The kraton is housed behind a wall with a particularly fine arched entrance that is high by modern standards but was designed to allow for horses and carriages to pass through. Painted in bright yellow the walls of the kraton connect with the bright yellow of the mosque on the other side of the alun-alun which separates the two. Built in 1750 the kraton is attractive in design and features. Pretty wood carvings, ceremonial canon, and glimpses inside the private chambers of the palace allow you to get a sense of what life must have been like in the past. The Pendopo Agung or Great Hall in the central grounds offers gamelan and traditional dance concerts on certain days and is the perfect setting for them. Aside from the museum, across the road the kraton has its own collection of royal antiquities, mostly in poor condition but nonetheless providing insights into the period. And don’t forget the Taman Sari or Water Garden, where, we are told, princesses once bathed under the gleaming eye of the sultan who admired the view.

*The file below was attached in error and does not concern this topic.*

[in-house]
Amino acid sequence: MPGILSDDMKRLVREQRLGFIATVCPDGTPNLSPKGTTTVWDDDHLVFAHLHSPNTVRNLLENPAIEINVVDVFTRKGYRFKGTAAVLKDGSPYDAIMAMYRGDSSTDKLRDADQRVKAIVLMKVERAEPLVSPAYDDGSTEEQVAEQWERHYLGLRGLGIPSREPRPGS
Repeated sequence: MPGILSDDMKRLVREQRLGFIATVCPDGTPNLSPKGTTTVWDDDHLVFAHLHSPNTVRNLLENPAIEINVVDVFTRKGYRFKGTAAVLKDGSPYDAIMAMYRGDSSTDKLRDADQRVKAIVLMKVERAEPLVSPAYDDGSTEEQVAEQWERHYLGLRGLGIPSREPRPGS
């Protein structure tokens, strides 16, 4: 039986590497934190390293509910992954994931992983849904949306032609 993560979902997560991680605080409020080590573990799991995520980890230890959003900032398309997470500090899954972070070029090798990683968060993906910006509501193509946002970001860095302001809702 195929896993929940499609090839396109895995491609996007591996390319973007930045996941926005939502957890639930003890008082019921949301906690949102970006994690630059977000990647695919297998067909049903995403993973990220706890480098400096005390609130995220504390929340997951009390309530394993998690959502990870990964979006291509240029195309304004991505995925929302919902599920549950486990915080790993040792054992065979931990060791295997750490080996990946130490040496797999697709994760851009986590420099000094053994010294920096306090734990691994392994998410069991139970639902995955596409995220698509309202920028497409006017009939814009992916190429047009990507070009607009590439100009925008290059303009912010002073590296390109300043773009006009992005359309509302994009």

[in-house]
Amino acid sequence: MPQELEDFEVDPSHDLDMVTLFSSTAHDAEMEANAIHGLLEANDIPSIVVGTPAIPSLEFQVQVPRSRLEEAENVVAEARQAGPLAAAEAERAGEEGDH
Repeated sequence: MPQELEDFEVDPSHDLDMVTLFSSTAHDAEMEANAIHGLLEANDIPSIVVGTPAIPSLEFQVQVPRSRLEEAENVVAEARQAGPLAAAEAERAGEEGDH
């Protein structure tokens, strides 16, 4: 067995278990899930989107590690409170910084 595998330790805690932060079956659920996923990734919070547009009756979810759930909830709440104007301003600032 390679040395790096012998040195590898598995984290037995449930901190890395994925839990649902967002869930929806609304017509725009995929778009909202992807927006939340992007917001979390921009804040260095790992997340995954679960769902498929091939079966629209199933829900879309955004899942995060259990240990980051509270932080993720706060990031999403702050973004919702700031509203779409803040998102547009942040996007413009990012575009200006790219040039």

A trip to Sumenep is certainly worth considering for a couple of days. With other attractions in the area such as the Asta Tinggi Royal Cemetery, a fine Chinese Temple, and surrounding islands offering water sports, Sumenep is a perfect and pleasant base for even longer.

How to get there: Take the ferry from Surabaya’s Tanjung Perak port or cross the Suramadu bridge and drive eastwards to Sumenep, a journey of about 3.5 hours and 170 km. Alternatively, newly established regular flights are available to Sumenep airport from Surabaya.

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Graeme has been writing on Indonesian travel destinations for 25 years including for the Rough Guide to Indonesia. He believes East Java and Madura have much to offer the visitor. Contact him at Graeme@authenticjavatours.com